Damariscotta Veterinary Clinic Increases Testing and Treatment for Chronic Vomiting Cats
A recent study proves chronic vomiting in cats to be more serious than previously thought.
Damariscotta, ME (PRWEB) May 21, 2014
Recent studies suggest that both veterinarians and owners have been in a period of denial concerning the seriousness of cats vomiting more than a few times monthly. Damariscotta Veterinary Clinic is taking special precautions testing and treating chronic vomiting in cats in light of the new findings.
In the past, many thought that things like rapid food ingestion, too much food ingested at once, stomach sensitivity, hairballs, etc. were to blame. Some owners would say “he just vomits a lot” as thought it was normal for the cat.
Dr. Gary Norsworthy, of the Alamo Feline Health Center in San Antonio, Texas, and his team studied chronic vomiting in cats for a number of years using several different diagnostic approaches and came to some startling and disturbing conclusions. He and his team recently published the study in the Journal of the American Veterinary Medical Association in Nov. 2013. More information can be found at http://avmajournals.avma.org/doi/abs/10.2460/javma.243.10.1455?journalCode=javma.
The first important finding was that cats were not suffering from stomach disorders but rather from small bowel disease. Further work demonstrated that feline patients with chronic small bowel disease had symptoms of chronic vomiting, chronic diarrhea, weight loss or a combination of the three symptoms.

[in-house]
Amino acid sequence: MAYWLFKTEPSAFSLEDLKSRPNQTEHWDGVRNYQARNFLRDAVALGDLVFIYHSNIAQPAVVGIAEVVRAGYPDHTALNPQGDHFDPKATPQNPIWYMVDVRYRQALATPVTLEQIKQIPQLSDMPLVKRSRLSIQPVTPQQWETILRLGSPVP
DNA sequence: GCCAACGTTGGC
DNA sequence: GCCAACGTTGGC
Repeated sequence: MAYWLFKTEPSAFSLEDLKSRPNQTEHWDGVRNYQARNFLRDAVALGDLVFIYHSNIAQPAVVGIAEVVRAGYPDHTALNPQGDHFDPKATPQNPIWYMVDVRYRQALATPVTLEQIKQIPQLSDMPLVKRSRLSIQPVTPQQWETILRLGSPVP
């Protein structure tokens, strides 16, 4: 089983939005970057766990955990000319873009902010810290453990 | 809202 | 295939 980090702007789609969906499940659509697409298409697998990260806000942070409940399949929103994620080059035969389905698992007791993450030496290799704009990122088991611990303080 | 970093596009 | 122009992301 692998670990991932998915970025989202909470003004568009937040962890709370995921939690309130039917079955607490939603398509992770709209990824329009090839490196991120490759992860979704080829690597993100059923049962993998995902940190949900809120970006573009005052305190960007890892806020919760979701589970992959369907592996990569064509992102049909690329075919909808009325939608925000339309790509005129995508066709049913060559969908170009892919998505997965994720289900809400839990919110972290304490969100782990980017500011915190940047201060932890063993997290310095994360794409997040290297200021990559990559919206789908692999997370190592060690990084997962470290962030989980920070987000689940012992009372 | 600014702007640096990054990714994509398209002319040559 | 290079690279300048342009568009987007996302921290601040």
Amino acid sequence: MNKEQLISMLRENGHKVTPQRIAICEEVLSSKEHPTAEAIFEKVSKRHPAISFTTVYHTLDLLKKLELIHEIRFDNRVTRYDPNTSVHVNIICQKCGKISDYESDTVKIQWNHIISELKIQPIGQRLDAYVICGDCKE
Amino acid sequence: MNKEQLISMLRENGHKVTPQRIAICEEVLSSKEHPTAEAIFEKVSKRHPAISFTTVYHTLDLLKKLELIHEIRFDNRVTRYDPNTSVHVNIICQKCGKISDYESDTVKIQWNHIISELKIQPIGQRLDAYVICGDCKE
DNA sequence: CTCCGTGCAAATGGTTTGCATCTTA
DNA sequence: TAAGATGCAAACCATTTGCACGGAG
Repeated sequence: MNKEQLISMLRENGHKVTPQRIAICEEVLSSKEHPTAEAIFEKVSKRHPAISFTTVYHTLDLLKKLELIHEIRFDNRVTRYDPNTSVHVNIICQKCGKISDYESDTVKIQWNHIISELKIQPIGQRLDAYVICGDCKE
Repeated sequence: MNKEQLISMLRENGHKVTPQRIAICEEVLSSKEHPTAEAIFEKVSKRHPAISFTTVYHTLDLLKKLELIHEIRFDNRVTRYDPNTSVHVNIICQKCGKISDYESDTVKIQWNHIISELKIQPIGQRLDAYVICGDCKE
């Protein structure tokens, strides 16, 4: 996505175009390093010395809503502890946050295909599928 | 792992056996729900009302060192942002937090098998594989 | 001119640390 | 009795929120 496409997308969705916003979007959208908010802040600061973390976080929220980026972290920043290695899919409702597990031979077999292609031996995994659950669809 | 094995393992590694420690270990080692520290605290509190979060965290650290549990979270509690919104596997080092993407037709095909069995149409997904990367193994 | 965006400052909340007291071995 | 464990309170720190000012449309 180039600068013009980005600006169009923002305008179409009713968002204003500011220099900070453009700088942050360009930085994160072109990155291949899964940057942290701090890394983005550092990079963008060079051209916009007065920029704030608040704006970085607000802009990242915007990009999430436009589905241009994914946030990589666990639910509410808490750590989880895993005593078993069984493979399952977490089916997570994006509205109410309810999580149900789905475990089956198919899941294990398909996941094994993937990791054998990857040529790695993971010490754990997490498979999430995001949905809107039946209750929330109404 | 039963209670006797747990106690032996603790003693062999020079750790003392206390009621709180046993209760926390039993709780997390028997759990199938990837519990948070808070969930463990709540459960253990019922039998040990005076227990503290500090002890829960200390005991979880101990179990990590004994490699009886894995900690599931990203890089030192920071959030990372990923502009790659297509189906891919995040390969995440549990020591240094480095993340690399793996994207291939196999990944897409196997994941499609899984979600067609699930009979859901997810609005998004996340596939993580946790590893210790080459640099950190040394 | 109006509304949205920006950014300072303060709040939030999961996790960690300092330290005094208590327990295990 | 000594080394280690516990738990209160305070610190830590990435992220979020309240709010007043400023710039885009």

When the doctors screened 100 presumed normal cats that vomited (two to three times a month on a chronic basis), only one cat was found to have normal intestinal tissue. Forty nine percent had chronic enteritis (inflammation of the intestine) and the rest had various forms of intestinal cancer. This is not to suggest that 50 percent of cats who vomit have intestinal cancer, but certainly this is a very concerning study.
Medically, chronic or frequent vomiting boils down to two to three times per month or more, in spite of hairballs. Cats with small bowel disease have poor intestinal motility which leads to gastrointestinal discomfort and often poor digestion hence vomiting and sometimes diarrhea. Also, some cats experience pain which may account for some of the excessive belly grooming seen. This can of course lead to hairballs and skin disorders.
Damariscotta Veterinary Clinic takes chronic vomiting in cats very seriously. For cats with chronic vomiting, the clinic performs a complete baseline of blood tests and a urinalysis along with possible screening radiographs. If the tests prove uneventful, it is possible to try a hypoallergenic diet to rule out food sensitivities or to do a therapeutic trial of medication for effect. The hypoallergenic food should be purchased through a veterinarian or approved by a veterinarian. Each case must be handled on its own merit but the idea is not to brush off the vomiting patient; he may be sicker than he seems.
About the company:
Damariscotta Veterinary Clinic is a full-service veterinarian providing medical, surgical and dental care in a compassionate, caring manner with a personal touch. Damariscotta Veterinary Clinic is a staple in the mid-coast Maine area and has been proudly serving residents of Damariscotta for over 50 years. For more information, visit: http://www.myvetonline.com/damariscottavet/general-information.html.
For the original version on PRWeb visit: http://www.prweb.com/releases/Animal-Hospital/Veterinary-Clinic/prweb11874758.htm